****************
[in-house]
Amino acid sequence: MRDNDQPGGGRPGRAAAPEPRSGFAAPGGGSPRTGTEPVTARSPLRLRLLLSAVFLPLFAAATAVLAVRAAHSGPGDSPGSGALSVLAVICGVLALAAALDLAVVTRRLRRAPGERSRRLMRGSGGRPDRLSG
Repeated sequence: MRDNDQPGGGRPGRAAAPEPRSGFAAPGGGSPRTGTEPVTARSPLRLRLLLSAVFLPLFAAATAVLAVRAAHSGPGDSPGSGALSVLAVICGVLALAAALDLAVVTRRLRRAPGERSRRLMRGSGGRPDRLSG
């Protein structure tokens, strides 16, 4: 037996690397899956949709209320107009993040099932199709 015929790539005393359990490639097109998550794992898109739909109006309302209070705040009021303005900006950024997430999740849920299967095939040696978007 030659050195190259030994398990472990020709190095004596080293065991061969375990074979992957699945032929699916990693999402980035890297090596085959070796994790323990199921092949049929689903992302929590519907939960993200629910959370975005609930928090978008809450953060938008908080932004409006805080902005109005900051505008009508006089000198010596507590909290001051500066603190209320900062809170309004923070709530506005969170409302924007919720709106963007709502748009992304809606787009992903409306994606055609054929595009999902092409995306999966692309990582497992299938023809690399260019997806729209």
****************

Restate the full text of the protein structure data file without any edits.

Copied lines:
[in-house]
Amino acid sequence: MRDNDQPGGGRPGRAAAPEPRSGFAAPGGGSPRTGTEPVTARSPLRLRLLLSAVFLPLFAAATAVLAVRAAHSGPGDSPGSGALSVLAVICGVLALAAALDLAVVTRRLRRAPGERSRRLMRGSGGRPDRLSG
Repeated sequence: MRDNDQPGGGRPGRAAAPEPRSGFAAPGGGSPRTGTEPVTARSPLRLRLLLSAVFLPLFAAATAVLAVRAAHSGPGDSPGSGALSVLAVICGVLALAAALDLAVVTRRLRRAPGERSRRLMRGSGGRPDRLSG
């Protein structure tokens, strides 16, 4: 037996690397899956949709209320107009993040099932199709 015929790539005393359990490639097109998550794992898109739909109006309302209070705040009021303005900006950024997430999740849920299967095939040696978007 030659050195190259030994398990472990020709190095004596080293065991061969375990074979992957699945032929699916990693999402980035890297090596085959070796994790323990199921092949049929689903992302929590519907939960993200629910959370975005609930928090978008809450953060938008908080932004409006805080902005109005900051505008009508006089000198010596507590909290001051500066603190209320900062809170309004923070709530506005969170409302924007919720709106963007709502748009992304809606787009992903409306994606055609054929595009999902092409995306999966692309990582497992299938023809690399260019997806729209």